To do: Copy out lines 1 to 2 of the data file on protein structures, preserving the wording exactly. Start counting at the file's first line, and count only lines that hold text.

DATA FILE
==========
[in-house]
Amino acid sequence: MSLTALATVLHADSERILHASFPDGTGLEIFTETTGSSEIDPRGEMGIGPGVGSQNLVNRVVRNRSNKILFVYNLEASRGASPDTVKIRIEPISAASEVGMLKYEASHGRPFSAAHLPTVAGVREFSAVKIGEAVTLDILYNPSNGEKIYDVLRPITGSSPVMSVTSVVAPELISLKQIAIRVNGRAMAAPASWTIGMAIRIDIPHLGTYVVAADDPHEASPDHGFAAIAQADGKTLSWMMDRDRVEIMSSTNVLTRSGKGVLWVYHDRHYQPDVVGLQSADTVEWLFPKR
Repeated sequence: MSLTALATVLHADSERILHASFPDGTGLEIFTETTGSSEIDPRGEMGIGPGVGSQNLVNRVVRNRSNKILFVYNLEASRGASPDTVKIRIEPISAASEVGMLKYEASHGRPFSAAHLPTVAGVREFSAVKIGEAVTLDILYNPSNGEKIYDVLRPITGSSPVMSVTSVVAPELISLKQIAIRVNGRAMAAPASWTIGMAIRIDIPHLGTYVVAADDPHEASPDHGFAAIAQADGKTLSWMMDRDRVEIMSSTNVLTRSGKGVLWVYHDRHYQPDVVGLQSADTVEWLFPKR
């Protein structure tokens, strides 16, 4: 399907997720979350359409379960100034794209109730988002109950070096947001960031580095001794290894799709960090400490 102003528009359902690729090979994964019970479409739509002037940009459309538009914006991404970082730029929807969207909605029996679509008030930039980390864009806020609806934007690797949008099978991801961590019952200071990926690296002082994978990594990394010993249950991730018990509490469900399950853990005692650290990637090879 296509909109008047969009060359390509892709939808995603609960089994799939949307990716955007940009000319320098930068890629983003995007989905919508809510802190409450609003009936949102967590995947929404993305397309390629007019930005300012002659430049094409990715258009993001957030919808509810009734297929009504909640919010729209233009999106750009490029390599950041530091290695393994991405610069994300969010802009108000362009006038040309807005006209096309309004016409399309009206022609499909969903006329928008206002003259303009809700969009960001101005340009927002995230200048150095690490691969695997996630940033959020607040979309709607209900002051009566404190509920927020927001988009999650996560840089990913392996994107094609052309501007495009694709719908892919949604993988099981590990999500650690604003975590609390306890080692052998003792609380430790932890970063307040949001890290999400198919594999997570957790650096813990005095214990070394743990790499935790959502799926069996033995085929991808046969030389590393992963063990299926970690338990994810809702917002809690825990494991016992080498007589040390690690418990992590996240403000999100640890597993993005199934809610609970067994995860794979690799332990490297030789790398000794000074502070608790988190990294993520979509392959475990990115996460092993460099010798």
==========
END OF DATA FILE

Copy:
[in-house]
Amino acid sequence: MSLTALATVLHADSERILHASFPDGTGLEIFTETTGSSEIDPRGEMGIGPGVGSQNLVNRVVRNRSNKILFVYNLEASRGASPDTVKIRIEPISAASEVGMLKYEASHGRPFSAAHLPTVAGVREFSAVKIGEAVTLDILYNPSNGEKIYDVLRPITGSSPVMSVTSVVAPELISLKQIAIRVNGRAMAAPASWTIGMAIRIDIPHLGTYVVAADDPHEASPDHGFAAIAQADGKTLSWMMDRDRVEIMSSTNVLTRSGKGVLWVYHDRHYQPDVVGLQSADTVEWLFPKR